Energy from Carbon-based Fuels

When pure carbon burns, each atom in the carbon combines with the two oxygen atoms in an oxygen molecule, to make a carbon dioxide molecule:

In the above models, carbon atoms are black and oxygen atoms are red. Good quality coal is almost pure carbon. The above reaction is what happens when coal burns. Coal is used mostly to power electrical power plants. Twenty-five percent (one-fourth) of the world's energy comes from coal.

When natural gas (methane) burns, each molecule of methane (CH4) combines with the four atoms in two molecules of oxygen, to make two molecules of water (H2O), and one molecule of carbon dioxide (CO2).

Have you figured out what kind of atom is represented by the yellow balls in the above model? Have you noticed that the total number of hydrogen atoms before the reaction (on the left side of the arrow) is equal to the total number of hydrogen atoms after the reaction (on the right side)? Also, there are four oxygen atoms before and after; and there is one carbon atom before and after. This is an example of a chemical reaction. We say that atoms are CONSERVED in a chemical reaction. Natural gas is used mostly for heating homes, making hot water, and cooking. Twenty-three percent (almost one-fourth) of the world's energy comes from natural gas.

When gasoline burns, two molecules of octane (C8H18) combine with twenty-five oxygen molecules (50 oxygen atoms!) to produce sixteen carbon dioxide (CO2) molecules and eighteen water molecules (H2O). We considered showing all of the molecules involved, but decided that it would be too confusing. As before, all of the atoms are conserved in this chemical reaction:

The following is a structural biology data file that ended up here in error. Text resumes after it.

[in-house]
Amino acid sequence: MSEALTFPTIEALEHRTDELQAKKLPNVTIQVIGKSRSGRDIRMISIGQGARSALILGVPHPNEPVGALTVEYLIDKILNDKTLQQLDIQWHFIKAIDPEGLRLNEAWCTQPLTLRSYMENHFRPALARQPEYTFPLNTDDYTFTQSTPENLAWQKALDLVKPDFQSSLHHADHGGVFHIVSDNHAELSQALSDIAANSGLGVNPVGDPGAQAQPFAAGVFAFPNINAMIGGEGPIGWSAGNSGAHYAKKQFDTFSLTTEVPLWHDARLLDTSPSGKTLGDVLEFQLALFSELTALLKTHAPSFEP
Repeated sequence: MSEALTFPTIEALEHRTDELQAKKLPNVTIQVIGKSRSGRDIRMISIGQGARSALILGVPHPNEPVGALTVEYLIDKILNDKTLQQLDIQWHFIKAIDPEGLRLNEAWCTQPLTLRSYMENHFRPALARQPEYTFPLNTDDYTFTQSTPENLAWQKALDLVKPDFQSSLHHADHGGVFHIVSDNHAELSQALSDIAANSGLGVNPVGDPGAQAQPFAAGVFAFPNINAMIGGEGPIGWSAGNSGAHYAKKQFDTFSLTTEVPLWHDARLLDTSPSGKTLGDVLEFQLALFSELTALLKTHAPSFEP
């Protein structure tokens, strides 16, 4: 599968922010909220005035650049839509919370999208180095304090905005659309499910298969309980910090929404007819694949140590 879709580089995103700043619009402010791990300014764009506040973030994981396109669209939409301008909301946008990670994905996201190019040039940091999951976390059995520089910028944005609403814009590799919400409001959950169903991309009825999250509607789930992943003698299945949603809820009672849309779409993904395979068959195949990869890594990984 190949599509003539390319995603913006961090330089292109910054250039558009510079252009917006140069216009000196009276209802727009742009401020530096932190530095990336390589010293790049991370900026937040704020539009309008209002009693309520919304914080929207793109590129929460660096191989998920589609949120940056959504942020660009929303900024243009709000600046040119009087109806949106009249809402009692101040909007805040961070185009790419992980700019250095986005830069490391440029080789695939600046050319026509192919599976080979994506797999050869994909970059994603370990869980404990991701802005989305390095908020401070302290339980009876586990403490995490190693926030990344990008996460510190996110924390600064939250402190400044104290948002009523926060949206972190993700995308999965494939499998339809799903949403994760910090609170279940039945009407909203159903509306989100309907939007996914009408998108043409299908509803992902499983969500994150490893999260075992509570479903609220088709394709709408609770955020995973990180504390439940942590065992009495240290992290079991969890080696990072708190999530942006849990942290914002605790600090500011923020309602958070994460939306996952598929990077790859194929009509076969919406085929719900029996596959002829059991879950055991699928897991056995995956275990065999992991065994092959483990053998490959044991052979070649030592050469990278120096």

Nearly all of the world's transportation depends upon reactions similar to this to propel civilization's cars, trucks, aircraft, and ships.

Some of the molecules in auto fuel are a little bit shorter than octane, and the molecules in the diesel used in trucks and the jet fuel used in airplanes are a little bit longer. The molecules in bunker crude used in ships are longer yet. In all three cases, the lengths of the molecules vary, but the atoms involved are the same.

Gasoline, diesel, and bunker crude all come from petroleum or crude oil. Sometimes, we just say "oil" when we mean crude oil, petroleum, or the fuel that comes from it.

To produce energy from carbon-based fuels we ALWAYS burn carbon or carbon-chain molecules, and we ALWAYS produce carbon dioxide. Eighty-six percent (six-sevenths) of the world's energy comes from carbon-based fuels. ALL of the carbon-based fuels produce carbon dioxide when they are burned. Only fourteen percent (one-seventh) of the world's energy comes from sources that are NOT carbon-based. (Which means that 12.9 Terawatts, out of the worlds total rate of 15 Terawatts, comes from carbon-based fuel: six-sevenths of 15 = 12.9.)